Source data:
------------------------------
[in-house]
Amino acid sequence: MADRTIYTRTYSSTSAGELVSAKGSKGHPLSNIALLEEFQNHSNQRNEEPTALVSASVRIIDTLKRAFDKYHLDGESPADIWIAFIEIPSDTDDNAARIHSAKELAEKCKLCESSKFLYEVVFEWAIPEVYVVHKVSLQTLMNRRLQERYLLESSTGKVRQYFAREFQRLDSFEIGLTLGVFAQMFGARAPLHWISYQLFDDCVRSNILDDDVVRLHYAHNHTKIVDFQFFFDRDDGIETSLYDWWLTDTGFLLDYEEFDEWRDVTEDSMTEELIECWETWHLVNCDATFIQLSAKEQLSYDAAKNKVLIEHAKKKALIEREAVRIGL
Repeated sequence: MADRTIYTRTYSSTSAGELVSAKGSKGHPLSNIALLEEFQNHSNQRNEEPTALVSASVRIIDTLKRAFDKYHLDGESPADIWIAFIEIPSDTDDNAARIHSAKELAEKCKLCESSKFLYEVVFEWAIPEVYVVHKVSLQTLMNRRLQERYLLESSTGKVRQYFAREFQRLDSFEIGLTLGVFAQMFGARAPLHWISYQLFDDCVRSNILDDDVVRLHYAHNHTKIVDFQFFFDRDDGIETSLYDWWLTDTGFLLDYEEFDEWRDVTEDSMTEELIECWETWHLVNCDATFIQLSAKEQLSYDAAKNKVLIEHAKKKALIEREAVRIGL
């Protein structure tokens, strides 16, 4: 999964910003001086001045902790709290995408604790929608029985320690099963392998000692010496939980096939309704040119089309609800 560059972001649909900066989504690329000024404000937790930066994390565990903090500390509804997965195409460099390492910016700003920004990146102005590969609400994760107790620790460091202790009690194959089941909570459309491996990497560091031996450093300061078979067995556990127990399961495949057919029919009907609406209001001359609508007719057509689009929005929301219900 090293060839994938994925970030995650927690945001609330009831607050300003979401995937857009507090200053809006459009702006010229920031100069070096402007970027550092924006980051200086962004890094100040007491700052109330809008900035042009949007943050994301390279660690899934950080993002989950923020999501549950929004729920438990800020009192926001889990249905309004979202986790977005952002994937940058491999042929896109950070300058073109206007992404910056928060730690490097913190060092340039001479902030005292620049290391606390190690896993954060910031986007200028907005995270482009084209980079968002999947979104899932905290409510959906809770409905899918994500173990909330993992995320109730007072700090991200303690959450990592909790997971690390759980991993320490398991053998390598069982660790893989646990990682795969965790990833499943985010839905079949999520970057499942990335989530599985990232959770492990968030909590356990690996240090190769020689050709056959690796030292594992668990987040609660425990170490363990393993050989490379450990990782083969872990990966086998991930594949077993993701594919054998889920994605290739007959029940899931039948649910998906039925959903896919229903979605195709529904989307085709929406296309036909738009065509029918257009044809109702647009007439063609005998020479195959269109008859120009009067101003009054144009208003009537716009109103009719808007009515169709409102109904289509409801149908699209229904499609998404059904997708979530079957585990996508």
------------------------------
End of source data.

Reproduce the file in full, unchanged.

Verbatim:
[in-house]
Amino acid sequence: MADRTIYTRTYSSTSAGELVSAKGSKGHPLSNIALLEEFQNHSNQRNEEPTALVSASVRIIDTLKRAFDKYHLDGESPADIWIAFIEIPSDTDDNAARIHSAKELAEKCKLCESSKFLYEVVFEWAIPEVYVVHKVSLQTLMNRRLQERYLLESSTGKVRQYFAREFQRLDSFEIGLTLGVFAQMFGARAPLHWISYQLFDDCVRSNILDDDVVRLHYAHNHTKIVDFQFFFDRDDGIETSLYDWWLTDTGFLLDYEEFDEWRDVTEDSMTEELIECWETWHLVNCDATFIQLSAKEQLSYDAAKNKVLIEHAKKKALIEREAVRIGL
Repeated sequence: MADRTIYTRTYSSTSAGELVSAKGSKGHPLSNIALLEEFQNHSNQRNEEPTALVSASVRIIDTLKRAFDKYHLDGESPADIWIAFIEIPSDTDDNAARIHSAKELAEKCKLCESSKFLYEVVFEWAIPEVYVVHKVSLQTLMNRRLQERYLLESSTGKVRQYFAREFQRLDSFEIGLTLGVFAQMFGARAPLHWISYQLFDDCVRSNILDDDVVRLHYAHNHTKIVDFQFFFDRDDGIETSLYDWWLTDTGFLLDYEEFDEWRDVTEDSMTEELIECWETWHLVNCDATFIQLSAKEQLSYDAAKNKVLIEHAKKKALIEREAVRIGL
């Protein structure tokens, strides 16, 4: 999964910003001086001045902790709290995408604790929608029985320690099963392998000692010496939980096939309704040119089309609800 560059972001649909900066989504690329000024404000937790930066994390565990903090500390509804997965195409460099390492910016700003920004990146102005590969609400994760107790620790460091202790009690194959089941909570459309491996990497560091031996450093300061078979067995556990127990399961495949057919029919009907609406209001001359609508007719057509689009929005929301219900 090293060839994938994925970030995650927690945001609330009831607050300003979401995937857009507090200053809006459009702006010229920031100069070096402007970027550092924006980051200086962004890094100040007491700052109330809008900035042009949007943050994301390279660690899934950080993002989950923020999501549950929004729920438990800020009192926001889990249905309004979202986790977005952002994937940058491999042929896109950070300058073109206007992404910056928060730690490097913190060092340039001479902030005292620049290391606390190690896993954060910031986007200028907005995270482009084209980079968002999947979104899932905290409510959906809770409905899918994500173990909330993992995320109730007072700090991200303690959450990592909790997971690390759980991993320490398991053998390598069982660790893989646990990682795969965790990833499943985010839905079949999520970057499942990335989530599985990232959770492990968030909590356990690996240090190769020689050709056959690796030292594992668990987040609660425990170490363990393993050989490379450990990782083969872990990966086998991930594949077993993701594919054998889920994605290739007959029940899931039948649910998906039925959903896919229903979605195709529904989307085709929406296309036909738009065509029918257009044809109702647009007439063609005998020479195959269109008859120009009067101003009054144009208003009537716009109103009719808007009515169709409102109904289509409801149908699209229904499609998404059904997708979530079957585990996508």